North Shore leaders on Wednesday called on the state's transportation secretary to push for an all-electric commuter rail system to improve service in the area.
In an online event hosted by the North Shore Alliance for Economic Development, Lynn Mayor Tom McGee compared the current commuter rail system to "Thomas the Tank Engine," with the conductor stepping off the train at each stop.
"We need a 21st century system on the commuter rail," McGee said.
The MBTA's Fiscal Management and Control Board last year adopted plans to transform the 400-mile commuter rail network over the next two decades into a subway-like electric rail, which it said would mean more frequent trains and lower emissions. In April, McGee and other North Shore leaders wrote a letter to the board criticizing the MBTA for planning to buy 25 diesel-powered locomotives rather than focusing on electrification.
McGee's remarks on Wednesday came after a presentation by Jamey Tesler, the state's acting transportation secretary, that pointed out that commuter rail ridership is at only 23% of pre-pandemic levels.
"Twenty percent reflects the reality of a system that doesn't work for people who are along those corridors," McGee told Tesler. "Commuter rail has worked for some people but it hasn't really worked for the North Shore."
Tesler said the MBTA has changed its commuter rail schedule to include more rides throughout the day, rather than focusing on the traditional morning and evening commute times. He pointed to a survey that said 74% of companies plan to permanently shift to more remote work.
"We recognize that the system needs to evolve, and the ridership numbers reflect that," he said.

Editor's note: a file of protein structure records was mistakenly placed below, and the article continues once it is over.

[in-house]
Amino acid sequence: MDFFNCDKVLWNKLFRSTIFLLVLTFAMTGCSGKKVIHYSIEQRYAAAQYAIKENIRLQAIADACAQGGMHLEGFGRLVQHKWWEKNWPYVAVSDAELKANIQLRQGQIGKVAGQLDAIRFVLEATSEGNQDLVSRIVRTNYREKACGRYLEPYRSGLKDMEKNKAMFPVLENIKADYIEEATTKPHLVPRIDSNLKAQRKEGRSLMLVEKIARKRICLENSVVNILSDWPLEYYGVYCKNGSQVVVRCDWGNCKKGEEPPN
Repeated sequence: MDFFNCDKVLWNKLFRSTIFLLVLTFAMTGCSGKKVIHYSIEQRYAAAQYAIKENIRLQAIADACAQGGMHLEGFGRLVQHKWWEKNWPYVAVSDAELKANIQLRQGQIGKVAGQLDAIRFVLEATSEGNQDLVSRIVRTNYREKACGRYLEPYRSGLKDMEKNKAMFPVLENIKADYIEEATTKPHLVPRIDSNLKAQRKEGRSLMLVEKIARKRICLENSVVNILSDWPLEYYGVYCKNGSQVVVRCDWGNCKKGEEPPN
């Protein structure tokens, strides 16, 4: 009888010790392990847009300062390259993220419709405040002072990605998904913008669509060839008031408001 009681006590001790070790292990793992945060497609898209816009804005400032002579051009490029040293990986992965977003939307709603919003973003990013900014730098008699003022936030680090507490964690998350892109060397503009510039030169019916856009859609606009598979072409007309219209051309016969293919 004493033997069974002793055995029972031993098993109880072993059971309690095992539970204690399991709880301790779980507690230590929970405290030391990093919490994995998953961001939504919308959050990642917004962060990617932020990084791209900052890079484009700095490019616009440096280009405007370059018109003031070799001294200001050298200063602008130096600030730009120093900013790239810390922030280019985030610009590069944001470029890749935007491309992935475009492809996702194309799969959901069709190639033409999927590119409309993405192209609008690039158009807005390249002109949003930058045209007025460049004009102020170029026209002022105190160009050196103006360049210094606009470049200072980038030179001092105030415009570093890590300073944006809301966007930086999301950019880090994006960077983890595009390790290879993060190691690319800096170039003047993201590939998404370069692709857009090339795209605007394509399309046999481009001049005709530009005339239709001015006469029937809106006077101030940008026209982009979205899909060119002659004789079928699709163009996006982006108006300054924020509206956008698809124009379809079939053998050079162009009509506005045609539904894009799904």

The Newburyport/Rockport commuter rail line has had the "most durable ridership," said Tesler, and is now at about 37% of pre-pandemic levels.
A faster and more frequent electrified commuter rail system would help communities that are trying to address the housing shortage by building housing near public transportation, said Beverly Mayor Mike Cahill.
"We've got stations where we've focused a lot of (transit-oriented development) already, and stations where we'd like to focus in the future," Cahill said. "But the transportation isn't what it needs to be."
Tesler said the numbers in a variety of transportation modes — cars, trains, subways, buses and airplanes — are all down from pre-pandemic levels but are beginning to rebound. Two areas that have increased since the pandemic are delivery trucks and bike riders, he said.
"Everywhere we're seeing an increase in bicycle activity and pedestrian activity," Tesler said. "We have to think about how to share our spaces and our streets. This is really an important change for all of us."
State Rep. Sally Kerans, of Danvers, asked Tesler how the billions of federal dollars for infrastructure projects will be distributed in Massachusetts if legislation is passed by Congress. Tesler said that has not yet been determined.
"There's a lot to do yet to figure out exactly where that money's going to go," he said.
Salem Mayor Kim Driscoll, the chair of the North Shore Alliance, said local leaders all share a desire "to make sure we're getting the biggest bounce out of those dollars."
"Expediency is on my mind, getting funds to where we need them to get to quickly," Driscoll said.
Staff writer Paul Leighton can be reached at 978-338-2535, firstname.lastname@example.org, or on Twitter at @heardinbeverly.